Hand carved wooden signs – I recently had the great honour of being asked to design and build a hand carved wooden sign for the Kempsey High School’s new Visual Arts Centre, which I readily accepted.
Kempsey High School is unusual in that the Aboriginal students make up around 20% of the total student population, which is one of the highest percentages in all Australian high schools, so it was only fitting that the Aboriginal culture was celebrated with this sign.
The sign itself was made from Tallowwood, which is native to the region, and is a strong and hardy timber which looks great when finished, and will remain looking great for decades to come with a minimum of maintainence.
In their native state the trees can grow to more than 40 metres tall, and one large tree was often used to create an entire cottage in the early days. They are in fact a member of the Eucalypt family, and the leaves are favoured by Koalas, while the nectar of the tree is also favoured by bee-keepers, so it is an important tree in Australia.
The tree gets its common name from the fact that when freshly cut, the timber has a slightly greasy feel to it, similar to tallow. But when finished, it usually has a yellowish colour which lends itself beautifully to making signs and also outdoor furniture in general. The phrase “Barrunba Ngundakang” comes from the native language of the local Aboriginals, the Dunghutti people, and means “Dream about tomorrow” in English, which seemed fitting for a centre designed to develop skills in the visual arts.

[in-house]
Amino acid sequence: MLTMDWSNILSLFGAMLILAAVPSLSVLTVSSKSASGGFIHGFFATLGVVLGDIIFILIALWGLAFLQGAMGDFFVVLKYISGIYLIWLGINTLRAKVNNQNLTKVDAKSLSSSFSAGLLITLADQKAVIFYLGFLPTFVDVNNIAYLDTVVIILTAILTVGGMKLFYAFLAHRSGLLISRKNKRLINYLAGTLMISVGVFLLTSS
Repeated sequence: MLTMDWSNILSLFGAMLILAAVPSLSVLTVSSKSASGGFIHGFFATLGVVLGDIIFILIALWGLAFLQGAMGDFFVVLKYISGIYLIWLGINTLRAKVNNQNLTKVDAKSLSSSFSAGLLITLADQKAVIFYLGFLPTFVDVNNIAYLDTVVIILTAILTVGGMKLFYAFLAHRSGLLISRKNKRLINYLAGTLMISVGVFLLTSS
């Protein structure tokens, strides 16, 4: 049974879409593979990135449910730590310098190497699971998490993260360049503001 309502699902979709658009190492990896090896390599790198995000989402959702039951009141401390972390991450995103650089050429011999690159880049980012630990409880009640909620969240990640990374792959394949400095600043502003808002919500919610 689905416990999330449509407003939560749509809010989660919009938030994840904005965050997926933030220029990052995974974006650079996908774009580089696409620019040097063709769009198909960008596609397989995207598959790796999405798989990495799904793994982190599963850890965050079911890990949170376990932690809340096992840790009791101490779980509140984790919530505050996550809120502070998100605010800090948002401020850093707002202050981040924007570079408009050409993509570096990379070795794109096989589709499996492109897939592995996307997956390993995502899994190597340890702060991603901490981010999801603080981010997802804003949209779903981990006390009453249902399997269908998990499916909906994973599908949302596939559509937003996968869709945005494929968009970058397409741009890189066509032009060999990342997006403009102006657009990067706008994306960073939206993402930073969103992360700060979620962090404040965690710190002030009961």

The sign was finished in a simple decking treatment, which helps to highlight the beautiful natural colour of the timber while helping to protect the timber, so the sign should be standing proud and looking good for generations to come.
The building was officially opened on Tuesday the seventh of May, 2013, and consisted of the traditional cleansing smoke dance to bless the building and ward off the evil spirits, and the sign itself was adorned with 110 sets of beads. Each new visitor removed one set of the beads as they went into the building, as a sign of welcome and blessing for the building.
All in all, it was a great day, and a great honour to be chosen to build the handcarved wooden sign for the building and be a part of the celebrations. If you are passing by, you may be able to visit the school and its Arts Centre in Broughton Street, Kempsey, and have a look for yourself.
If you were thinking about getting a handcarved wooden sign made for your home or office, contact us and let me know what you had in mind, and I may be able to fit you in before Christmas if you get in fast.